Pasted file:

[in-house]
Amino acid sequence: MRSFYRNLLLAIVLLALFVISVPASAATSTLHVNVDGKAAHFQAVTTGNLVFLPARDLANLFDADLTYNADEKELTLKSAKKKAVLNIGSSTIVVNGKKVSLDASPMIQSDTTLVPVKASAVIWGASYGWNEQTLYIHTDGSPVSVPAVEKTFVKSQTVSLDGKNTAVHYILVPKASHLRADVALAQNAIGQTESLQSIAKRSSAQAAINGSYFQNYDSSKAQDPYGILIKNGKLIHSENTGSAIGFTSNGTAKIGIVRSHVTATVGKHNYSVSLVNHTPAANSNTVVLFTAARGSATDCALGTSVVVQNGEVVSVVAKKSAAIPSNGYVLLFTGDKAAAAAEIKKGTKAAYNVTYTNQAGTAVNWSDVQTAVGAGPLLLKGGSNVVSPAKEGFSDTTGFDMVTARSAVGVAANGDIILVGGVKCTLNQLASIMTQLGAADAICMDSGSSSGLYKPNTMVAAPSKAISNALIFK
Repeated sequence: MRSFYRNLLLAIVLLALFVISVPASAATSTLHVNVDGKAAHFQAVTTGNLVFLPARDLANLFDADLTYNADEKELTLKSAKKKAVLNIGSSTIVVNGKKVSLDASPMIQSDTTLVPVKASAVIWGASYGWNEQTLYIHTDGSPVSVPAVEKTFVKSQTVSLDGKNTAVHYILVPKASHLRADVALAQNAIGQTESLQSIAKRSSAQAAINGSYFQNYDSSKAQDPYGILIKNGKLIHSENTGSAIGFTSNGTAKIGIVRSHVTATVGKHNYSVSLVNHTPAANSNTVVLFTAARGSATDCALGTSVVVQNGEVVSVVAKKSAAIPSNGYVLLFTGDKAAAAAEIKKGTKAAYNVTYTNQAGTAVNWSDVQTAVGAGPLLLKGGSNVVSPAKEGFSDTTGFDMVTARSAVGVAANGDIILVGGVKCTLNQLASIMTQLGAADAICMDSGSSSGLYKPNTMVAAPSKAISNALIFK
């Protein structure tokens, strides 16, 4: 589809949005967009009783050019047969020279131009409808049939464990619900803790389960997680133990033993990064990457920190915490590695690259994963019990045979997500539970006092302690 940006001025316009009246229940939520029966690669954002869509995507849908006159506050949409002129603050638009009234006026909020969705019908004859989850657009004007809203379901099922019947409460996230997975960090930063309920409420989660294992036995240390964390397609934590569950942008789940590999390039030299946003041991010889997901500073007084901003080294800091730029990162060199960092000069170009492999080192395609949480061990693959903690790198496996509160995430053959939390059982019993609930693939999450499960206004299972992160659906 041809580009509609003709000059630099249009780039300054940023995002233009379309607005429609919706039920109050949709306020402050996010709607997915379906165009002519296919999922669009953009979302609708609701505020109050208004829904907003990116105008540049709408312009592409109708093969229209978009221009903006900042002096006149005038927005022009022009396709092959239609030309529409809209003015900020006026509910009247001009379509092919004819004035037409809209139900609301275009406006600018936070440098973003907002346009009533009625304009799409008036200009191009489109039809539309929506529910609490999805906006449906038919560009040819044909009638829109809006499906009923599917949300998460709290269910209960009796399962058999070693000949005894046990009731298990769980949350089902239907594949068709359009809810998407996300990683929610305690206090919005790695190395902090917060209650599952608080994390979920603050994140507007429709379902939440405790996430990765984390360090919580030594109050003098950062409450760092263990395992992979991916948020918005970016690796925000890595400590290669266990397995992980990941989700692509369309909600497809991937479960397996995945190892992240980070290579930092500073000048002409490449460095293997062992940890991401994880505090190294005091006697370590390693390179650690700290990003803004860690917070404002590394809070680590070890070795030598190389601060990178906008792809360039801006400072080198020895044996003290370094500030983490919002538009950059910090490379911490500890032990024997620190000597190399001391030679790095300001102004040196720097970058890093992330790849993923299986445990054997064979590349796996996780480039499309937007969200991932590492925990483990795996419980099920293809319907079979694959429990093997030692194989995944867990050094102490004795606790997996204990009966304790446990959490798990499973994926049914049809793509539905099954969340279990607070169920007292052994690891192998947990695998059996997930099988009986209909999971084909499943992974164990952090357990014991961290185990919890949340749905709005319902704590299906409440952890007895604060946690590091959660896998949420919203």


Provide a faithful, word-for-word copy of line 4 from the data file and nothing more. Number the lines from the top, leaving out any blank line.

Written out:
């Protein structure tokens, strides 16, 4: 589809949005967009009783050019047969020279131009409808049939464990619900803790389960997680133990033993990064990457920190915490590695690259994963019990045979997500539970006092302690 940006001025316009009246229940939520029966690669954002869509995507849908006159506050949409002129603050638009009234006026909020969705019908004859989850657009004007809203379901099922019947409460996230997975960090930063309920409420989660294992036995240390964390397609934590569950942008789940590999390039030299946003041991010889997901500073007084901003080294800091730029990162060199960092000069170009492999080192395609949480061990693959903690790198496996509160995430053959939390059982019993609930693939999450499960206004299972992160659906 041809580009509609003709000059630099249009780039300054940023995002233009379309607005429609919706039920109050949709306020402050996010709607997915379906165009002519296919999922669009953009979302609708609701505020109050208004829904907003990116105008540049709408312009592409109708093969229209978009221009903006900042002096006149005038927005022009022009396709092959239609030309529409809209003015900020006026509910009247001009379509092919004819004035037409809209139900609301275009406006600018936070440098973003907002346009009533009625304009799409008036200009191009489109039809539309929506529910609490999805906006449906038919560009040819044909009638829109809006499906009923599917949300998460709290269910209960009796399962058999070693000949005894046990009731298990769980949350089902239907594949068709359009809810998407996300990683929610305690206090919005790695190395902090917060209650599952608080994390979920603050994140507007429709379902939440405790996430990765984390360090919580030594109050003098950062409450760092263990395992992979991916948020918005970016690796925000890595400590290669266990397995992980990941989700692509369309909600497809991937479960397996995945190892992240980070290579930092500073000048002409490449460095293997062992940890991401994880505090190294005091006697370590390693390179650690700290990003803004860690917070404002590394809070680590070890070795030598190389601060990178906008792809360039801006400072080198020895044996003290370094500030983490919002538009950059910090490379911490500890032990024997620190000597190399001391030679790095300001102004040196720097970058890093992330790849993923299986445990054997064979590349796996996780480039499309937007969200991932590492925990483990795996419980099920293809319907079979694959429990093997030692194989995944867990050094102490004795606790997996204990009966304790446990959490798990499973994926049914049809793509539905099954969340279990607070169920007292052994690891192998947990695998059996997930099988009986209909999971084909499943992974164990952090357990014991961290185990919890949340749905709005319902704590299906409440952890007895604060946690590091959660896998949420919203």